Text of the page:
• Do you need to purchase a bigger home? A larger down payment would allow you to purchase more house with the same monthly payment. Keep in mind, however, that there's no guarantee that home prices and interest rates will be the same next year. An increase in either could offset the benefits of a larger down payment.

Is It Better To Invest or Put More Down on the House?

If you have more than 20% saved up for your down payment, investing some of your savings may be a better option versus putting the extra toward your down payment.

Let's say you're purchasing a $300,000 home at 4% APR and you could make a 25% down payment. If you use all the money towards your down payment, your monthly payment would be $1,074, and your total mortgage interest after 30 years would be $161,706.

What if you put 20% down instead and invested the rest? Paying 20% down would mean a monthly payment of $1,145 and total interest of $172,487. If you invested the remaining $15,000 and received an average 10% return, in 30 years, your initial investment would grow to $261,741 without any additional contributions. That more than covers the additional interest you paid by choosing to invest instead of making a larger down payment.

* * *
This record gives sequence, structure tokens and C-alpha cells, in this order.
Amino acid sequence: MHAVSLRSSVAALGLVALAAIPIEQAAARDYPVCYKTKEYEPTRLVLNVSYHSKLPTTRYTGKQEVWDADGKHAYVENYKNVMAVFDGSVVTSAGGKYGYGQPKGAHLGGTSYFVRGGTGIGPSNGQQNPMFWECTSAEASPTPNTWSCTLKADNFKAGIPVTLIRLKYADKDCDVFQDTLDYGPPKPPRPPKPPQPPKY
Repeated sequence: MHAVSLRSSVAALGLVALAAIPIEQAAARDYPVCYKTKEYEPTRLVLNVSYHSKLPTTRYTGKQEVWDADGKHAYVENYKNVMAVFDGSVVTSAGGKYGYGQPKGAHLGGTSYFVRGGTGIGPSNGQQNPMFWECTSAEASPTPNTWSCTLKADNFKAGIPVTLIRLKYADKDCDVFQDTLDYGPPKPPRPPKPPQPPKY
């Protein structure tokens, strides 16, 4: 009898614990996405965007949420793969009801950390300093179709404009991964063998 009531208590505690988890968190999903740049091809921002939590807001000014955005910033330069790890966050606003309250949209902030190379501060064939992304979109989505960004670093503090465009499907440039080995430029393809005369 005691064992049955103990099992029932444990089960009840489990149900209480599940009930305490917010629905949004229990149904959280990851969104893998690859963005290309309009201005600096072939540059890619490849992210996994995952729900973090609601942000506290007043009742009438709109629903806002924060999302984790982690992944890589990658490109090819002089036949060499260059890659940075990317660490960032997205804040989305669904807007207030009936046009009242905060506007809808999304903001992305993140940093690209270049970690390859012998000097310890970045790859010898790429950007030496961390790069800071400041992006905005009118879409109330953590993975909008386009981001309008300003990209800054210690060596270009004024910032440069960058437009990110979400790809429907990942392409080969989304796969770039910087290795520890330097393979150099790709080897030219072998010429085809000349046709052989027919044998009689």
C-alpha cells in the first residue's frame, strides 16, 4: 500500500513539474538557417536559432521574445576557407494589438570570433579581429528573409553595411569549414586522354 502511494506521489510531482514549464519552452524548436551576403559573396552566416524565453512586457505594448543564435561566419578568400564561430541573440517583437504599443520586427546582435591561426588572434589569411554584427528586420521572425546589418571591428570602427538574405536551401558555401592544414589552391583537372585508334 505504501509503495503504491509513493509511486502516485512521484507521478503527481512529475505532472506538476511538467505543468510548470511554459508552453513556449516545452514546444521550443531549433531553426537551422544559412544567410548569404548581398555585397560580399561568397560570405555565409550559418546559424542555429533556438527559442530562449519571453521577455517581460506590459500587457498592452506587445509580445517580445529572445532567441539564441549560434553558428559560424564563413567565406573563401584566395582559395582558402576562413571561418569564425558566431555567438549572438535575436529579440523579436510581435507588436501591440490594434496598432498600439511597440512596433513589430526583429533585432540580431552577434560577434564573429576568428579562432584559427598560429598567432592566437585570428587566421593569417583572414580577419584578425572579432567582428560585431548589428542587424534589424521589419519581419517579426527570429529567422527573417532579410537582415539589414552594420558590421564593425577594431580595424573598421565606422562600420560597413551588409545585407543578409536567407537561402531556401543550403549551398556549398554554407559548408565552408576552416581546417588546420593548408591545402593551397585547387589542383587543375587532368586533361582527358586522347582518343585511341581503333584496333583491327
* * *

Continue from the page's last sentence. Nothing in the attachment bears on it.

The Bottom Line

While the traditional advice is to pay 20% down on a house to avoid paying private mortgage insurance, you can buy a house with a lower down payment. Making a lower down payment allows you to buy a house sooner than if you waited to have the full 20% down.

There's no one-size-fits-all answer. Reviewing your finances and considering your home ownership goals will help you make the best choice.

Frequently Asked Questions (FAQs)

What is the average down payment on a house?

The median down payment is 12% for all homebuyers and 6% for first-time homebuyers, according to a 2020 report by the National Association of Realtors.

How can you best save for a down payment?

Creating a budget and setting a goal are two essential steps to saving up for a down payment. Estimate the amount you'd need for different down payment scenarios—3%, 5%, 10%, and 20%—to understand what you can realistically save. Then, automate your savings to make it easier to reach your goal.

What happens if you pay back a gifted down payment?

You could be guilty of loan fraud if you repay a gifted down payment after providing documents to your lender confirming the down payment was a gift. Misrepresenting the down payment gift prevents the lender from accurately predicting your ability to repay the loan.

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The Balance uses only high-quality sources, including peer-reviewed studies, to support the facts within our articles. Read our editorial process to learn more about how we fact-check and keep our content accurate, reliable, and trustworthy.
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  2. Federal Deposit Insurance Corporation. "Loans and Mortgages."

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  13. Fannie Mae. "HomeReady Mortgage."

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  16. National Association of Realtors. "Downpayment Expectations & Hurdles to Homeownership," Page 7.